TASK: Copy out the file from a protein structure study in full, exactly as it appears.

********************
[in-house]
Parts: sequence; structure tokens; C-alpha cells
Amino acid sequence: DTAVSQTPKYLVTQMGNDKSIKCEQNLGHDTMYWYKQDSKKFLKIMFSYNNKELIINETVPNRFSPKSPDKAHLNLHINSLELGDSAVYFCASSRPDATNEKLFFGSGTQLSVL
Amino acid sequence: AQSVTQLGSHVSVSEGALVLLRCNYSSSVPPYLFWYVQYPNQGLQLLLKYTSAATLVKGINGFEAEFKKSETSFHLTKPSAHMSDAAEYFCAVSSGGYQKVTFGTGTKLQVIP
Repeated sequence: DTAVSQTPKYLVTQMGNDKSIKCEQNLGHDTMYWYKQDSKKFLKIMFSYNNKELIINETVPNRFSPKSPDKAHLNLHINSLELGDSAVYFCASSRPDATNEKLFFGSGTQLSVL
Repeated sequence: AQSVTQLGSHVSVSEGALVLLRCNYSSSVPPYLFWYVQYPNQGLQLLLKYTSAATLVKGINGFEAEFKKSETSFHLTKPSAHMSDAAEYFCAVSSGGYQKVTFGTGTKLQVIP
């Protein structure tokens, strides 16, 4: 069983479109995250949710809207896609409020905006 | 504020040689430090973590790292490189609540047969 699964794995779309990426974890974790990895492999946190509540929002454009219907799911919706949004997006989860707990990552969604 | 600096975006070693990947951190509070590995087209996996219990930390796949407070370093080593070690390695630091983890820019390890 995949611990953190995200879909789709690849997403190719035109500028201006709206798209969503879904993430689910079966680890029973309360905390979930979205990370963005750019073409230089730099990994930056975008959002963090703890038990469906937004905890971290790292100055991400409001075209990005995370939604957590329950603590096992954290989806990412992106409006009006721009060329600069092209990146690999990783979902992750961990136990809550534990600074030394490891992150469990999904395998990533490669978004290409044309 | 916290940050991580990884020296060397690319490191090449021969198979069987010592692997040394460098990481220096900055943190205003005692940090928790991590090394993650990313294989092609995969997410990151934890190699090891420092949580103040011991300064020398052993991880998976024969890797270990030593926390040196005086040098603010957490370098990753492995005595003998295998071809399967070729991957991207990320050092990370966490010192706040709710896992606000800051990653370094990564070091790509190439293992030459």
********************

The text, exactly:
[in-house]
Parts: sequence; structure tokens; C-alpha cells
Amino acid sequence: DTAVSQTPKYLVTQMGNDKSIKCEQNLGHDTMYWYKQDSKKFLKIMFSYNNKELIINETVPNRFSPKSPDKAHLNLHINSLELGDSAVYFCASSRPDATNEKLFFGSGTQLSVL
Amino acid sequence: AQSVTQLGSHVSVSEGALVLLRCNYSSSVPPYLFWYVQYPNQGLQLLLKYTSAATLVKGINGFEAEFKKSETSFHLTKPSAHMSDAAEYFCAVSSGGYQKVTFGTGTKLQVIP
Repeated sequence: DTAVSQTPKYLVTQMGNDKSIKCEQNLGHDTMYWYKQDSKKFLKIMFSYNNKELIINETVPNRFSPKSPDKAHLNLHINSLELGDSAVYFCASSRPDATNEKLFFGSGTQLSVL
Repeated sequence: AQSVTQLGSHVSVSEGALVLLRCNYSSSVPPYLFWYVQYPNQGLQLLLKYTSAATLVKGINGFEAEFKKSETSFHLTKPSAHMSDAAEYFCAVSSGGYQKVTFGTGTKLQVIP
């Protein structure tokens, strides 16, 4: 069983479109995250949710809207896609409020905006 | 504020040689430090973590790292490189609540047969 699964794995779309990426974890974790990895492999946190509540929002454009219907799911919706949004997006989860707990990552969604 | 600096975006070693990947951190509070590995087209996996219990930390796949407070370093080593070690390695630091983890820019390890 995949611990953190995200879909789709690849997403190719035109500028201006709206798209969503879904993430689910079966680890029973309360905390979930979205990370963005750019073409230089730099990994930056975008959002963090703890038990469906937004905890971290790292100055991400409001075209990005995370939604957590329950603590096992954290989806990412992106409006009006721009060329600069092209990146690999990783979902992750961990136990809550534990600074030394490891992150469990999904395998990533490669978004290409044309 | 916290940050991580990884020296060397690319490191090449021969198979069987010592692997040394460098990481220096900055943190205003005692940090928790991590090394993650990313294989092609995969997410990151934890190699090891420092949580103040011991300064020398052993991880998976024969890797270990030593926390040196005086040098603010957490370098990753492995005595003998295998071809399967070729991957991207990320050092990370966490010192706040709710896992606000800051990653370094990564070091790509190439293992030459």